Reconstructive Knee Surgery

Reconstructive Knee Surgery

This is reconstructing the damaged or deformed knee with a goal to prevent it from reaching the stage of possible knee replacement.

Reconstruction may be required to correct bony abnormalities such as crooked legs or deformities due to wrongly healed knee fractures. Reconstruction may also be needed for correcting ligament problems. The commonest reconstructing surgery is deformity correction. It may be in the form of reconstruction of a part of the knee where it became necessary to remove the damaged part, in a case of bone tumour, for example. Before knee reconstruction, thorough understanding of the deranged biomechanics of the knee is required. For this, we do special long-leg films to see how weight bearing happens across the knee. Some examples of such surgery are given below:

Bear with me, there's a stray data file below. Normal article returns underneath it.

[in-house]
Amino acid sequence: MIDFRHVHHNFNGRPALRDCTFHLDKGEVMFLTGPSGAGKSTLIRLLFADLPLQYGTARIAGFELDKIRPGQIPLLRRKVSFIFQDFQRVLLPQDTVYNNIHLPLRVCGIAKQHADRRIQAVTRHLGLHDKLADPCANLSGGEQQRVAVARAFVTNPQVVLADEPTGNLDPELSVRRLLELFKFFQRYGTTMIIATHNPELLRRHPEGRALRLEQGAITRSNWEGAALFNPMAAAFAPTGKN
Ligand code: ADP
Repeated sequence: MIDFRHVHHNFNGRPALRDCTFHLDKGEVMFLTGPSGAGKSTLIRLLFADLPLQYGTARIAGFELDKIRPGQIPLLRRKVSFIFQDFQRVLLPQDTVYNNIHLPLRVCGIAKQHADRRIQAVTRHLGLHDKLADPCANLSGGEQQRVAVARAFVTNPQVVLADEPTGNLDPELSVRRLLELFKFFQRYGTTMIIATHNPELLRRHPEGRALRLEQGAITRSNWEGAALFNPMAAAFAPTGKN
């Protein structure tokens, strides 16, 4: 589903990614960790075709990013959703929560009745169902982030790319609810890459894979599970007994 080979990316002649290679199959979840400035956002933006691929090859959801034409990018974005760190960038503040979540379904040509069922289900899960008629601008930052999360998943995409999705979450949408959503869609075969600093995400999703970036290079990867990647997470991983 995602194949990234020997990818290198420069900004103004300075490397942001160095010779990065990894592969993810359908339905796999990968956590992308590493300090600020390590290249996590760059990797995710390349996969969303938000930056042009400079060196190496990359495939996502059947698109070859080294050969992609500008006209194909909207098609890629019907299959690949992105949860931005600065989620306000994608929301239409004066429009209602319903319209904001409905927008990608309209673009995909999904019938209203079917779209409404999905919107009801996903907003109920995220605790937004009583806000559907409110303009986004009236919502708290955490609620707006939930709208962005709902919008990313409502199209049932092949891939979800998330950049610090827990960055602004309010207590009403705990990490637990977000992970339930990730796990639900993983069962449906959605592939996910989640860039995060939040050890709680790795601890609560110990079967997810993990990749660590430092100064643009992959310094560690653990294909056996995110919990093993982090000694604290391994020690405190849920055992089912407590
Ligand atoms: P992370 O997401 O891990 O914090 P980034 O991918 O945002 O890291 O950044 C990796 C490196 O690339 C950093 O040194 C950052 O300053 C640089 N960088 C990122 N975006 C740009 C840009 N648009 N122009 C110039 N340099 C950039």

Hip-Knee-Ankle (HKA) x-ray, is a special x-ray where bony structure of the whole body below the waist is seen on one x-ray film. This helps in knowing the alignment of the whole limb with the patient standing. This is done using a special computer software, which calculates the deformity of the leg, exactly in degrees. HKA is critical for a surgeon to know the severity of deformity and what special steps are required to correct the same during surgery. Deformity of the leg more than 3 degrees is a danger sign, as this leads to faster wearing away of the knee (something like wearing of the tyre of a car, wheel of which is mal-aligned). The same x-ray is done post-operation which tells about accuracy of the surgery. It is ideal to have alignment corrected as close to perfection as possible.

Case:1 A case of failed operations for fractures of the knee.